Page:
We’ve all seen the HBO series Band of Brothers, and the classic Saving Private Ryan but there is more to WWII than what Hollywood shows us! Here’s a list of 45 facts from World War II that you probably didn’t know.
Of the males born in Soviet in 1923, only 20% percent survived the war
High-ranking officers were occasionally killed with their men. The highest ranking casualty was the American Lieutenant General Lesley McNair, killed in friendly fire from the US Army Air Corps.
Allied bombers dropped 3.4 million tons of bombs between 1939 and 1945. That is an average of 27,700 tons of bombs each month.
The eldest daughter of King George VI of Great Britain, Elizabeth, served as a driver and mechanic during the war. She, of course, became Queen Elizabeth II.
When Pearl Harbour was attacked by Japan in 1941, the name of US Navy Command was CINCUS (pronounced ‘sink us’). The soldiers of the US 45th Infantry Division wore a Swastika on their shoulder. At the same time, Hitler’s private train was named ‘Amerika’. All three were quickly changed afterwards.
At the infamous Auschwitz concentration camp, 3,000 babies were delivered by a Catholic Polish midwife, Stanisława Leszczyńska. 2,500 did not survive the camp.
The Swastika is an ancient symbol of spiritual power. It was widely used until the Nazis reversed and tilted it and made it a symbol of National Socialism.
More Russians, both soldiers and civilians, perished during the Battle of Stalingrad (1942-1943) than all British and US soldiers over the course of the entire war.
20,000 allied bombers were lost during World War II
For each bomber lost by the Allies, Allied bomber crews.
The Red (Soviet) Army is alleged to have raped two million German women, from ages thirteen to seventy.
Hitler executed eighty-four of his generals, mainly for involvement in plots against him.
In the Philippines campaign (1945) US soldier John R. McKinney fought off one hundred Japanese soldiers singlehandedly.
About 20,000 Koreans died in the atomic explosion that destroyed Hiroshima. Two thousand were killed in Nagasaki.
When Allied troops invading Germany in 1945 reached the Rhine, they urinated in it.
A new weapon first used by the Soviets on July 14, 1941, the Katyusha, could fire 320 rockets within 25 seconds.
For each soldier killed in the war, three or four were wounded.
Allied bomber crews lost 100,000 men in Europe.
The US Medal of Honor was awarded to 464 persons. Of these, 266 had died in service.
In the long campaign to free Western Europe, (June 6, 1944, to May 8, 1945) Britain, the USA and their allies lost 200,000 dead and 550,000 wounded.
Only 15% of Germans survived Russian Prisoner of War camps.
Hitler lost 136 of his generals during the war, averaging 1 every 2 weeks.
110 German Division Commanders perished.
More Chinese were killed by the Japanese during World War II than Jews in the Holocaust.
Of the 40,000 men who served on U-boats only 10,000 survived.
The US Air Corps lost more men than the Marine Corps. A serviceman in the Air Corps had a 71% chance of dying. Not that bombers were totally helpless. The 8th Air Force brought down 6,098 fighters, 1 for every 12,700 shots fired.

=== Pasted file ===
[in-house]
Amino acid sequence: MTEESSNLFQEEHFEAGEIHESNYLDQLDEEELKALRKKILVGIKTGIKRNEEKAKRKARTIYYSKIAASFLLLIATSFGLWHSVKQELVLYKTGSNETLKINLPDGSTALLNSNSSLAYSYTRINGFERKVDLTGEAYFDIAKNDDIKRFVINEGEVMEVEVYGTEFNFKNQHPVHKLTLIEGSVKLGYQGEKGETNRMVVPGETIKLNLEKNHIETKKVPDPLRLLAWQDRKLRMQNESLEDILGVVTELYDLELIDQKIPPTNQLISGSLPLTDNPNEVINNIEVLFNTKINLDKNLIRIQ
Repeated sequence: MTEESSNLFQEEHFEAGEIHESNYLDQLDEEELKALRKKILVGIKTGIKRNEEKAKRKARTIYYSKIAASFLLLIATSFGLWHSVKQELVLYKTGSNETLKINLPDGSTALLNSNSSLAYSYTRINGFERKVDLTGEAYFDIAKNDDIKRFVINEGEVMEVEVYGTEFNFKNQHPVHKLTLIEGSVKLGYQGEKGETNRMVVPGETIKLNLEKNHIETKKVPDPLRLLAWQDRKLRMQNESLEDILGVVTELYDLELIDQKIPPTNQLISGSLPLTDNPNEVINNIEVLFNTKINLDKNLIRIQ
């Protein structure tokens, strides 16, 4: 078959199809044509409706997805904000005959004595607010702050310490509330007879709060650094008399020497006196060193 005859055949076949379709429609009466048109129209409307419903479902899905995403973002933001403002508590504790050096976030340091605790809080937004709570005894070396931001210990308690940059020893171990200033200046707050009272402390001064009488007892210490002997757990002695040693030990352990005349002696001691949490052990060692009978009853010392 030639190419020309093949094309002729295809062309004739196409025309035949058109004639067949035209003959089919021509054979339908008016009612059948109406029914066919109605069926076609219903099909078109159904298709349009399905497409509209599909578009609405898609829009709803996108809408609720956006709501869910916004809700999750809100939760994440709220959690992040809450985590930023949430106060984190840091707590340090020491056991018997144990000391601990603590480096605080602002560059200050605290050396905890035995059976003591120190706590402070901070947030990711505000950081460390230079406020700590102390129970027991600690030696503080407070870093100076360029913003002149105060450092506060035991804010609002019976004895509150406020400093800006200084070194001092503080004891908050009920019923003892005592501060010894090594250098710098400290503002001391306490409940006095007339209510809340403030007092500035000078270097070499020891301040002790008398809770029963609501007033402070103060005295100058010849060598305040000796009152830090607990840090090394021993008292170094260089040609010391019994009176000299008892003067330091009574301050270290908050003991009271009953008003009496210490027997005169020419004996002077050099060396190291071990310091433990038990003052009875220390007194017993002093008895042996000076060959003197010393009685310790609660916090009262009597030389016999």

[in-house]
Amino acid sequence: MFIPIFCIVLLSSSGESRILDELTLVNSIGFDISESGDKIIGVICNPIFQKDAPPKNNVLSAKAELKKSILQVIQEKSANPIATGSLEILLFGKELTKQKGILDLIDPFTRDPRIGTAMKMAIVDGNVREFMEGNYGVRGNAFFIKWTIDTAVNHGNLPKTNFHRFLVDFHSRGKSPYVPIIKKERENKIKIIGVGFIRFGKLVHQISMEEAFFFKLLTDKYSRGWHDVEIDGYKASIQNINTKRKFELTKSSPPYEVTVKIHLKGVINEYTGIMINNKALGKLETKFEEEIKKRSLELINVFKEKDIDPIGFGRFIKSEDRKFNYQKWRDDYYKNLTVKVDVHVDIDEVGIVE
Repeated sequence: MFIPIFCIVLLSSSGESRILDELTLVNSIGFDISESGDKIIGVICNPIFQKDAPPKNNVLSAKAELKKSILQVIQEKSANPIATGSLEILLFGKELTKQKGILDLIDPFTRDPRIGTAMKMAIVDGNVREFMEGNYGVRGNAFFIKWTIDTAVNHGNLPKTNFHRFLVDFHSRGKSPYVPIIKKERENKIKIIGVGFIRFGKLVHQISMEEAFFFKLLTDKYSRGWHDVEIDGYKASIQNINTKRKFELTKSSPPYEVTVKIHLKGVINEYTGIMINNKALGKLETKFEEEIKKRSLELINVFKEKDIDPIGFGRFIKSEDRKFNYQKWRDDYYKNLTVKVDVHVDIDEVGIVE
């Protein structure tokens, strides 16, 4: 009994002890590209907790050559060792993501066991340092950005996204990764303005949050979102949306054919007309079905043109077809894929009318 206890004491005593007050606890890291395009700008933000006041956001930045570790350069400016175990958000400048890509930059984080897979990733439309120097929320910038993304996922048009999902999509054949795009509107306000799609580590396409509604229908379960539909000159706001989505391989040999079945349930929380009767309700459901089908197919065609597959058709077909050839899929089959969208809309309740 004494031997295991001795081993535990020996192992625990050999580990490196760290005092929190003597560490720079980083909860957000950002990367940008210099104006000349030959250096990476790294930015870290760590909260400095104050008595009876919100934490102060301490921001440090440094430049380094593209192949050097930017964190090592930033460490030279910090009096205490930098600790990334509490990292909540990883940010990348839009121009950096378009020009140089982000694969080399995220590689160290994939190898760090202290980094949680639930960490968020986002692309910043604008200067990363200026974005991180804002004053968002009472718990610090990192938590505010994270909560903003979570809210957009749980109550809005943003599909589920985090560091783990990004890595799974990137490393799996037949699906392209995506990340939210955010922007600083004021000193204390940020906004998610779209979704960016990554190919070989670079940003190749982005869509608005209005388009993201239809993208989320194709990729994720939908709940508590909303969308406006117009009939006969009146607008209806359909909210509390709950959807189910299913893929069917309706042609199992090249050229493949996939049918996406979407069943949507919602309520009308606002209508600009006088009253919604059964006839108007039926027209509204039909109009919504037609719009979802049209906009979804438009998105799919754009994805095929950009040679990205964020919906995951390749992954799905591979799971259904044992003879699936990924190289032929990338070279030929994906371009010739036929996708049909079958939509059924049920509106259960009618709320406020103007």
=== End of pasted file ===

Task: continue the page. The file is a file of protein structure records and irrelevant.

German U-boats were present in every ocean of the world and sunk ships as far away from Europe as the Arctic Ocean and the East Indies.
During the war, 12,000 heavy bombers were shot down.
The Japanse fighter ace Hiroyoshi Nishizawa brought down over 80 planes.
Axis forces never attacked US soil, though German Me-264 bombers were in the range of New York City.
Some airmen died from farting. At an altitude of 20,000 feet gas in the intestine expands 300%.
Russian pilots knocked out at least 270 airborne German planes by ramming them.
The German submarine U-120 sunk when its toilet malfunctioned.
Coca Cola was considered essential to the US troops in North Africa. Three complete Coca Cola bottling plants were sent there.
The first of the enemy captured in the D-Day Landings was actually Korean. The Japanese had forced several Koreans to fight for them. These were then captured by the Russians, who forced them to fight for them. Then the Germans captured them. Finally, they were captured by Americans.
A third of all German generals who died in the war were killed in air attacks.
Germany officially declared war on only one country – the United States.
Niels Bohr was a Danish nuclear physicist wanted by Hitler to help him construct an atomic bomb. When the Germans invaded Denmark, he fled from his house while resistance fighters held off the soldiers. Bohr stopped, however, to pick up a beer bottle full of ‘heavy water’.
The first American serviceman killed in Europe was killed by Germans in Norway in 1940, at a time when the USA was not yet officially at war.
The German cruiser Graf Spee was not sunk by enemy action. After an attempt to scuttle her had failed, the wreck was bought by Great Britain.
The infamous Nazi salute was based on the Italian Fascist salute, which itself was based on the salute of the ancient Romans.
Kiska, one of the Aleutian Islands off Alaska, was invaded by 35,000 US and Canadian troops on August 15, 1953. In the landing, 21 soldiers were killed under heavy bombardment. But there was no enemy. The expected Japanese had completely abandoned the island. Casualties were from friendly fire and booby traps.
Most of the Waffen-SS were recruited from countries outside of Germany.
The youngest person to serve in the US Armed Forces was twelve years old. His name was Calvin Graham. He was wounded in battle and given a Dishonorable Discharge for deceiving the Navy about his age. An Act of Congress later restored the benefits due him as a veteran.